A wedding and a tea meeting

Weddings are sometimes fun, but tea meetings with like minded addicts are always enjoyable. It was nice escaping to the clear blue skies of LA, going to the wedding of my cousin who gave out jasmine blooming tea balls as wedding favours, and then, on Sunday, meeting with a few of those from the LA tea group whom I’ve corresponded with before.

Two of them I’ve already met — Jason and Phyll — but the others I’ve only emailed on a number of occasions and exchanged teas with, but never met. It’s always good to know who is sending you leaves in sealed foiled packs. It gives me a little more confidence in drinking stuff coated with mysterious white powder sent by them :).

We started with two greens, each different and rather interesting, especially when we experimented with the “mineral rocks” (ch. maifanshi) that you can get from Asia which are supposedly used for adding minerals to water. They do seem to make a difference, even when there’s only one rock in the fairness cup and thus the water is only exposed to the rock for a short amount of time. I’ve always been rather skeptical of the ability of these rocks to do much of anything, mostly because they are exposed to the water for not very long periods and I wonder about the solubility of the minerals in these things… but I must say I’m sold.

After the two greens, we had two aged oolongs (one of mine from the Candy Store, and one an aged baozhong). The little rock still did the trick there, as we tried our tea with and without the rock…. when it’s in the fairness cup, the tea tasted better. Odd, and possibly placebo…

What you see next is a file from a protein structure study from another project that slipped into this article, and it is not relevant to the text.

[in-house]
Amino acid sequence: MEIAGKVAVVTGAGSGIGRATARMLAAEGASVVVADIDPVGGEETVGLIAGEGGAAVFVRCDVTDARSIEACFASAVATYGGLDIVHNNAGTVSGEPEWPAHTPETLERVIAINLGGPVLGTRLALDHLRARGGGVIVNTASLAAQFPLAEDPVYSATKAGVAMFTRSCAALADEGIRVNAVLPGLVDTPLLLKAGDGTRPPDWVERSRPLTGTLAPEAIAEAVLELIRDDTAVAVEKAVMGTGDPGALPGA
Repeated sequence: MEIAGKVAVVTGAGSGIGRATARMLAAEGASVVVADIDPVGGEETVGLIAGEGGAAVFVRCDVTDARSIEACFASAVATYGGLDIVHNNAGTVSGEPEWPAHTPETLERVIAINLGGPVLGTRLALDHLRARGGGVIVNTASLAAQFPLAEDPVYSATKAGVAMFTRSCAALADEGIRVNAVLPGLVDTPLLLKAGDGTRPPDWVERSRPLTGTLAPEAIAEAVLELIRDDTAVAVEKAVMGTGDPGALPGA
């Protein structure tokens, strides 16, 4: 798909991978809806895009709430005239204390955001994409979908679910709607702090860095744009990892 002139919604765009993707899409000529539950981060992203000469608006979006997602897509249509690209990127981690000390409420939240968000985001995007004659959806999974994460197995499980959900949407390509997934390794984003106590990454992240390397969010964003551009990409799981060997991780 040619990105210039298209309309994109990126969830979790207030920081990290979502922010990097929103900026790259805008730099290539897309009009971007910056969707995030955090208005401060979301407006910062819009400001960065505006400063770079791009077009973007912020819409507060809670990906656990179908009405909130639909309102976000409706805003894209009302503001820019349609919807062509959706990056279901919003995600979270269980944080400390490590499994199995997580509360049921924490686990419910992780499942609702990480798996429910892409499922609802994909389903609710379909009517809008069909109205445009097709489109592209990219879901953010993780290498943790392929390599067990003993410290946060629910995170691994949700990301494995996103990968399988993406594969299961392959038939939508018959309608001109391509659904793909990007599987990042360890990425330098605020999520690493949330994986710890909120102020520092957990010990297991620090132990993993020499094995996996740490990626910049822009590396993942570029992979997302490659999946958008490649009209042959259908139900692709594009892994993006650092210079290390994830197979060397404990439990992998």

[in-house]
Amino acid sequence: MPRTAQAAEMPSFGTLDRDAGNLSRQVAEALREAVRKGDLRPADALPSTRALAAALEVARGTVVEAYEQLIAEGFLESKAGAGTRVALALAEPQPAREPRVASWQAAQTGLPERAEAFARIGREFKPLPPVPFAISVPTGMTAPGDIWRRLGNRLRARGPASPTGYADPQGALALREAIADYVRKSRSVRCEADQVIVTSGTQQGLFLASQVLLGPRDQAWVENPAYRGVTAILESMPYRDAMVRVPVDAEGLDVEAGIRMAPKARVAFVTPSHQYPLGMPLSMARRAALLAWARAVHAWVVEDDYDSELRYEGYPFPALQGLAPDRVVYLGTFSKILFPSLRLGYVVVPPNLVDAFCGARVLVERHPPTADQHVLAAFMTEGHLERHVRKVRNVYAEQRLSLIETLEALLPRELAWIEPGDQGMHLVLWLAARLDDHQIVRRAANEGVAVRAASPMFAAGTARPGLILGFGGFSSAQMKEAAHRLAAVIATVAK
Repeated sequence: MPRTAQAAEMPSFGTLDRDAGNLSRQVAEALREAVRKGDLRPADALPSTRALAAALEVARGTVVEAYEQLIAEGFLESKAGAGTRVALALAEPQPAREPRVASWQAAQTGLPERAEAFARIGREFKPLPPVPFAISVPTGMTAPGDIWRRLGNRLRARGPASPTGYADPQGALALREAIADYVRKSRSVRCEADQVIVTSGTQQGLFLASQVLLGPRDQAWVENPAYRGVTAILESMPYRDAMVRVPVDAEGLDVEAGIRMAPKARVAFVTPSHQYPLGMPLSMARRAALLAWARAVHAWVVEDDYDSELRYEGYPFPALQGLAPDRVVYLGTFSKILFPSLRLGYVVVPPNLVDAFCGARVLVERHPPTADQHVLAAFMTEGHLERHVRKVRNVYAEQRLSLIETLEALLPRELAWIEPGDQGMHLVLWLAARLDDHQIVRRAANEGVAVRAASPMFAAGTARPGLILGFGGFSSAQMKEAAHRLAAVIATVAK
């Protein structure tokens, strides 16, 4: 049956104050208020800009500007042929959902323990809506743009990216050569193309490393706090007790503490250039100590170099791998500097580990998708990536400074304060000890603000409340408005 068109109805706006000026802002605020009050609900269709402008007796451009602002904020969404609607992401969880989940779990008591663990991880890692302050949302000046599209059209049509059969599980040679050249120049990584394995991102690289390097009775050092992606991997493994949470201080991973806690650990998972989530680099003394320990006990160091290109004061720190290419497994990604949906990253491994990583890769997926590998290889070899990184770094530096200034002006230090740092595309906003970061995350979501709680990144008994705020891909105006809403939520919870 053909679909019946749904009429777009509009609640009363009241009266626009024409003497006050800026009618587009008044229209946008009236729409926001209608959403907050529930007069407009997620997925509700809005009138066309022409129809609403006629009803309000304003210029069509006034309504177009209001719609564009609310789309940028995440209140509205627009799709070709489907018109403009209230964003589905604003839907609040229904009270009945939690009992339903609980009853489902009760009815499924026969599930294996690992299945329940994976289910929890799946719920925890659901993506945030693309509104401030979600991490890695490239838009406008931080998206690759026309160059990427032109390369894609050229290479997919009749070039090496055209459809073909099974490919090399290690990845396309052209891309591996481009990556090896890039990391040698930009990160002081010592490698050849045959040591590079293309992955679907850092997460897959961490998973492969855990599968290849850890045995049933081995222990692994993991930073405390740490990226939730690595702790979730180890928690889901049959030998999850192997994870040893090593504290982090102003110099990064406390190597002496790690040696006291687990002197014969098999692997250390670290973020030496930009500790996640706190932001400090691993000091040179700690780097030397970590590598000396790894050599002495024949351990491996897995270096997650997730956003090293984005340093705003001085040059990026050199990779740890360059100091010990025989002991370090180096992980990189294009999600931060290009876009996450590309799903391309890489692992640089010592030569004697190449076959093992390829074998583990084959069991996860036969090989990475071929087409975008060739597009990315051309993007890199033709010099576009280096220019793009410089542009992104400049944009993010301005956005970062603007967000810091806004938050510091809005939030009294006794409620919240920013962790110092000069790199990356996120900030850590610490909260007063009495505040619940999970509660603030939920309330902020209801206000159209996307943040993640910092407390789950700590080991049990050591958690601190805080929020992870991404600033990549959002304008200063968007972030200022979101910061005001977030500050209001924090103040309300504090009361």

I think we ended with two Wuyi teas, one is simply called “Laoshucha” or “old tree tea” from Will, and another which is a dahongpao. The laoshucha clearly does have some nice qi.

If I seem to be short on the description of teas… that’s because I wasn’t paying all THAT much attention to them. It was far more interesting to meet old friends again, and in some cases, meeting friends whom I’ve only known through the cyberspace until now. Tea, after all, is a social drink, and it is nice to be able to do it finally in its proper setting — among a group of friends, instead of drinking alone. It might be nice to finally be able to live in a city with more than a plurality of tea drinkers whom I can regularly meet with again, but until then… there’s always this blog.


Comments

A wedding and a tea meeting — 5 Comments

  1. My thinking on the rock is that it probably works. I know bamboo charcoal in the kettle works wonderfully for me. I have a theory that it gives the water not just minerals but a ‘better boil’, maybe more rough surface area for different size bubbles to form, etc. Still trying to figure out how to test this, maybe something provably inert and the same shape, etc.

  2. So good to meet you in person (and see Phyll again). I’ll try to refrain from posting the picture of you napping. :>

    I think the tea is gǔ shù chá 古树茶 (ancient tree tea), or at least that’s what they call it. Somehow I liked the way it tasted better last time I brewed it (less charcoal and more tobacco kind of flavors), but since I only had enough of a sample for two tries, I guess we’ll never know.

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